San Francisco-based Jay Rosenblatt spent 15 years working as a mental health counselor before moving full time to teaching and making films. He has produced an internationally acclaimed series of works that incorporate his former training into examinations of history and behavior, and the psychological links between them. For more information, try his Web site.
"Take a chance. Don't do it. This is America. Do it." This terse and enigmatic official synopsis of Restricted misses only the humor of the film. With a running time equal to two television commercials, Rosenblatt assembles a funny, squeamish, and often surprising collection of mid-20th-century American human action. 1999, U.S., 1 minute.
SHORT OF BREATH
Rosenblatt refers to the material for this film as "a pure find." Made from footage discovered in the dumpster outside the psychiatric hospital in which he worked, Short of Breath alternates scenes between a woman's session with a psychiatrist and a person who appears to be her young son. The film is about "grieving and the intergenerational transmission of depression and emotion," says Rosenblatt. 1990, U.S., 10 minutes.
THE SMELL OF BURNING ANTS
Triggered by a childhood memory of group violence, The Smell of Burning Ants examines the development of masculine power structures. Interestingly, the director represents his own metier as a model of complicity and uses recurring footage of a boy operating a movie camera, witnessing and documenting the violence of his classmates, and, at one point, moving to join in the violence himself. In the way it connects seemingly ordinary developmental behavior to cruelty, this work is a clear precursor to his 1998 film Human Remains. 1994, U.S., 21 minutes.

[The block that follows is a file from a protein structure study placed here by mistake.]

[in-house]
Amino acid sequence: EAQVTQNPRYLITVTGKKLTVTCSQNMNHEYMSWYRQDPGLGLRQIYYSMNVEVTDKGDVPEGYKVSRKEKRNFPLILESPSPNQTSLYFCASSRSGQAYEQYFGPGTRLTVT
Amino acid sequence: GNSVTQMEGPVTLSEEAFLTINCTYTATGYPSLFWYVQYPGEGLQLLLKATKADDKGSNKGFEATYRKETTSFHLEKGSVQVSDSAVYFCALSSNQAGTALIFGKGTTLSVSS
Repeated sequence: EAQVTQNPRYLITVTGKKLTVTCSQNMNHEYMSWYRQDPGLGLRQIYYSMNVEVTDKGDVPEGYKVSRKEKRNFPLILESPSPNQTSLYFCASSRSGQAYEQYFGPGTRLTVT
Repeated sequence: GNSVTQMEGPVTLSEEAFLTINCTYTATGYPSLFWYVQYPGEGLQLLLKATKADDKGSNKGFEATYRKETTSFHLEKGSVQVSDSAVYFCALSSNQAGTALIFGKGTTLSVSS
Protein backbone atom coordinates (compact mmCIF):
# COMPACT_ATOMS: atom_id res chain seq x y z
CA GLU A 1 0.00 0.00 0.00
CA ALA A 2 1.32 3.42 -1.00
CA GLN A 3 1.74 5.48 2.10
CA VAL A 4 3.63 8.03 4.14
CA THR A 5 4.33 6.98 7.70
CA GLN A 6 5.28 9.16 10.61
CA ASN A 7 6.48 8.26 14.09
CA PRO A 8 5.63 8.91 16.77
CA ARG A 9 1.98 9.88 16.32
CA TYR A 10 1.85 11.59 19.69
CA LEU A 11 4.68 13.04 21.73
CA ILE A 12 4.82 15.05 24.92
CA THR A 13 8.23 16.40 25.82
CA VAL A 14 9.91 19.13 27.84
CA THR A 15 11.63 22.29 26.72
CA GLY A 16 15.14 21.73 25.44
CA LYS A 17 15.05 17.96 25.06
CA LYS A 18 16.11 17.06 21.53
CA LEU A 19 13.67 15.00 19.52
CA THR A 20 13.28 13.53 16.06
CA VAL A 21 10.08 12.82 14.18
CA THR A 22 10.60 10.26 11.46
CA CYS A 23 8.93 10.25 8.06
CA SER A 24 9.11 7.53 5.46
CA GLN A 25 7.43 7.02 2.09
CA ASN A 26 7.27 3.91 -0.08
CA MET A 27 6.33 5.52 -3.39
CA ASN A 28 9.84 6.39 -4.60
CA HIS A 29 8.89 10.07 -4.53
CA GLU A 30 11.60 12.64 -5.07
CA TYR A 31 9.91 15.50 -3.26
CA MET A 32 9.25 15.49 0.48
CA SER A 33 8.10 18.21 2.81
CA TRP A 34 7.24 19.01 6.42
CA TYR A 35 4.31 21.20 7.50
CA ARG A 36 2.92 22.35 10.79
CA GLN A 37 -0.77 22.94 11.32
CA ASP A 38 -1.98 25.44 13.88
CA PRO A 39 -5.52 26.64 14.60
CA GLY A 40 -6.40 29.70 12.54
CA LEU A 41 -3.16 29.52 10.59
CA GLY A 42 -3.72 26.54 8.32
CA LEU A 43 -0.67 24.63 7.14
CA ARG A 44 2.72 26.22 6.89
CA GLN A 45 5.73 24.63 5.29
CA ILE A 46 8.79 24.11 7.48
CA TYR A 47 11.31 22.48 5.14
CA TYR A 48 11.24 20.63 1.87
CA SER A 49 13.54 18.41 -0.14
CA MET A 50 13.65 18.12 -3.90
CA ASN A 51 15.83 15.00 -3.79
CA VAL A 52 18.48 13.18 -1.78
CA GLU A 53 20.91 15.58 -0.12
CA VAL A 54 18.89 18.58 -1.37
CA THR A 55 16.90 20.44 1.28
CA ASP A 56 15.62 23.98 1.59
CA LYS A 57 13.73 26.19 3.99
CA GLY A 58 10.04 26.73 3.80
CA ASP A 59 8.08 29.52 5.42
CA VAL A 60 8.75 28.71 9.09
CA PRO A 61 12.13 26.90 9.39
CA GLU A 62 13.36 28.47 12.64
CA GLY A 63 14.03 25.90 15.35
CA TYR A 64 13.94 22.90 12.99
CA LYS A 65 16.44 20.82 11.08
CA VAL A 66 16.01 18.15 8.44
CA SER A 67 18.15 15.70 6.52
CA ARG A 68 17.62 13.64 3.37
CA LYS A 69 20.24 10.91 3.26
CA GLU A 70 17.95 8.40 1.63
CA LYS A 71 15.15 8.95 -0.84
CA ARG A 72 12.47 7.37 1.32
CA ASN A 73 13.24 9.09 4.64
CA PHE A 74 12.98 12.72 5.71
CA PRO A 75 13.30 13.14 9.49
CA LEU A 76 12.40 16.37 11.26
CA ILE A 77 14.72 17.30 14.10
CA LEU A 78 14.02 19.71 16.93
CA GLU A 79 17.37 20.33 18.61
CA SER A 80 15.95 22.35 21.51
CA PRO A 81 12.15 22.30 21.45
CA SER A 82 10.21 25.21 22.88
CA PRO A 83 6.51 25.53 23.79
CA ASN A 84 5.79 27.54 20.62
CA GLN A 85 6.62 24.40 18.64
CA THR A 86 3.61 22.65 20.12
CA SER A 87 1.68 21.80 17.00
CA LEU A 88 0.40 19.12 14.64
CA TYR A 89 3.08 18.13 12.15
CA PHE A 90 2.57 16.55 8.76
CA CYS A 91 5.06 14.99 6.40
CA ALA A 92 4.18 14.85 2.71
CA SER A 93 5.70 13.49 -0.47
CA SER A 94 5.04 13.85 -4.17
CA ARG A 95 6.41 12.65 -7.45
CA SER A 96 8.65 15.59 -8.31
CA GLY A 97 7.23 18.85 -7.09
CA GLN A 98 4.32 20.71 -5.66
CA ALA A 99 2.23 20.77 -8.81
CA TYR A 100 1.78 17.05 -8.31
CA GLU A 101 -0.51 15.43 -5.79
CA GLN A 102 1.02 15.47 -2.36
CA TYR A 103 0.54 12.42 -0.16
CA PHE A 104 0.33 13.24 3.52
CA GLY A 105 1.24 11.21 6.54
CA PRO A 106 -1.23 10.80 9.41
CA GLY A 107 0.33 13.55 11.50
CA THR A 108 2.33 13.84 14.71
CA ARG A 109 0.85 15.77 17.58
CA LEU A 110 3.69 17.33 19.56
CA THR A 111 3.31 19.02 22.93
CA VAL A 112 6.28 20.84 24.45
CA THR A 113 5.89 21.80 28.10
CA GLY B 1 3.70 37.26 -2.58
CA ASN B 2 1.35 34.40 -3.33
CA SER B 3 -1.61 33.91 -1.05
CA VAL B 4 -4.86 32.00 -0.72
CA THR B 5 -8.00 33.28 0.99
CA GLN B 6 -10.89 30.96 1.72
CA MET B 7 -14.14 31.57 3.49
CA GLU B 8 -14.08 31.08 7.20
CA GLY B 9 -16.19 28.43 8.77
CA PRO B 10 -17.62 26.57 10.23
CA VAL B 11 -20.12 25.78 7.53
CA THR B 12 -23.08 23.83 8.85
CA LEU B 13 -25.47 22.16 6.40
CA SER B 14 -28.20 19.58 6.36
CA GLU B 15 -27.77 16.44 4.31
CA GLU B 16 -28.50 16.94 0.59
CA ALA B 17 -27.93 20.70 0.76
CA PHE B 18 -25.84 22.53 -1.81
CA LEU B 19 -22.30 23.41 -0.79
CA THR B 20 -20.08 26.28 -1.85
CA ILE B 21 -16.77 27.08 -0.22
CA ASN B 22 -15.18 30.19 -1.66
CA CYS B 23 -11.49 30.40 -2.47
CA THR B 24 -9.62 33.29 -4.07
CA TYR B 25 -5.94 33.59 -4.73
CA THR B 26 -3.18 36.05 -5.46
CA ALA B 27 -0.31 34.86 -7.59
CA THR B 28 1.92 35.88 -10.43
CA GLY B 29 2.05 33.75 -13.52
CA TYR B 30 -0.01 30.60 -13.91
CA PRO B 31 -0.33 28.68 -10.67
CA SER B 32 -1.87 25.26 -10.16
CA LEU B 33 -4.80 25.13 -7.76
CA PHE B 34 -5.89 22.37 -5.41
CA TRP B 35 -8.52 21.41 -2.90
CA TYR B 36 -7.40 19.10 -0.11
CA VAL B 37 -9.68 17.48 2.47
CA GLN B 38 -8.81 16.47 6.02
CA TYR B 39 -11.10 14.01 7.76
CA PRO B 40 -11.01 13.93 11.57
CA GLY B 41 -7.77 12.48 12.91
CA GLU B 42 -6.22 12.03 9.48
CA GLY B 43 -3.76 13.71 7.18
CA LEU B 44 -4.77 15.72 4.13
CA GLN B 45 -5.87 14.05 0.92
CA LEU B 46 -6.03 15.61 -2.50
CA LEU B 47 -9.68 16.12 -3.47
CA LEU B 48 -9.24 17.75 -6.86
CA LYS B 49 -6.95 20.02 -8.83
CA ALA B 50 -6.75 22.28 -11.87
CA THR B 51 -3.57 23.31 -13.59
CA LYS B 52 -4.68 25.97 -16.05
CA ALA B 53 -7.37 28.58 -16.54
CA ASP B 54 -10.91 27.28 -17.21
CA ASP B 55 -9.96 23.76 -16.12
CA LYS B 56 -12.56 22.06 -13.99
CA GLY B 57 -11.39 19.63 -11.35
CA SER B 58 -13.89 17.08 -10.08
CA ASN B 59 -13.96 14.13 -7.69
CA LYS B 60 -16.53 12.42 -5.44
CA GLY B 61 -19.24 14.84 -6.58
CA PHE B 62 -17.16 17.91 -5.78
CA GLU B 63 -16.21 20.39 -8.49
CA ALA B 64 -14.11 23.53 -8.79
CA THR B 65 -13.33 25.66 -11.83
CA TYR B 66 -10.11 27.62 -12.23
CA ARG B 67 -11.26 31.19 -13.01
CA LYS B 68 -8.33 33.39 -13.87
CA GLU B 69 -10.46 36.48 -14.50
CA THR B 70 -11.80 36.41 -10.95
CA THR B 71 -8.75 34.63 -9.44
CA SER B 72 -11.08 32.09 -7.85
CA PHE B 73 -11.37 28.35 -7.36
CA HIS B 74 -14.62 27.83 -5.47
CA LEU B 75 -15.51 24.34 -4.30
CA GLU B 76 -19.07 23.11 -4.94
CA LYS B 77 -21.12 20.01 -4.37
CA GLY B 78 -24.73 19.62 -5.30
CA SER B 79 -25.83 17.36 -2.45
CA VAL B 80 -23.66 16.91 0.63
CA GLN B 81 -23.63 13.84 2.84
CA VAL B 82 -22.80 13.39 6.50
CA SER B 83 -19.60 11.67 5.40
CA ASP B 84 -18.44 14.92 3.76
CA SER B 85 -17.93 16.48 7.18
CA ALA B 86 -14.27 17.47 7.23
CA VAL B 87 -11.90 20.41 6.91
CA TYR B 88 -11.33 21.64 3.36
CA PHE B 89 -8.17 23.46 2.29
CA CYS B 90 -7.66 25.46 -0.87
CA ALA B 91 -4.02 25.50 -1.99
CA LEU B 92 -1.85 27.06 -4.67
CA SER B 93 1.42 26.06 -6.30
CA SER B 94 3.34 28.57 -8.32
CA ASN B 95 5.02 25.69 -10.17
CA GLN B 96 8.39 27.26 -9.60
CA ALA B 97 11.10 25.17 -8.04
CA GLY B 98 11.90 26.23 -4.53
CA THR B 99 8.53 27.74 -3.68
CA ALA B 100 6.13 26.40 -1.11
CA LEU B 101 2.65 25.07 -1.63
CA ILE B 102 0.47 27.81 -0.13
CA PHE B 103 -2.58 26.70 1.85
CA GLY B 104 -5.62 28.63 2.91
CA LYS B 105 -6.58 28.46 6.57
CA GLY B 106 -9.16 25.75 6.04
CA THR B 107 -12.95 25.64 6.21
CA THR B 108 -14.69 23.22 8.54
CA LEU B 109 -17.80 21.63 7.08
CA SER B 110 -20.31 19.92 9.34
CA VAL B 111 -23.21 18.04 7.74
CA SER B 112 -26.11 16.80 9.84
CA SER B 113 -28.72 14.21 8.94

Winner of 26 awards, including the Special Jury Award for Short Films at Sundance, Human Remains is both a phenomenally disquieting and surprisingly accessible work. Rosenblatt's subjects are five of the most reviled dictators of the 20th century--Hitler, Mussolini, Stalin, Franco, and Mao--whose portraits he builds by revealing the minutia of their daily lives. Drawing from purely factual sources and frequently using direct quotes, Human Remains generates its power from what is withheld, and the filmmaker allows the specter of the acts committed by these five to shadow their personal lives. "I think it's more frightening that they were people who do the same things we do. That's part of the horror." 1998, U.S., 30 minutes.
KING OF THE JEWS
Rosenblatt's most recent film stems from his childhood fear of Jesus Christ. With King of the Jews the filmmaker connects himself and his family, as Jews, to the legacy of Christian anti-Semitic persecution. In a profoundly moving way, Rosenblatt combines a silent presentation of the historical development of Anti-Semitism with images culled from fictional interpretations of the Christ story, documentary footage from the Holocaust, and early recordings of his own life. 2000, U.S., 18 minutes.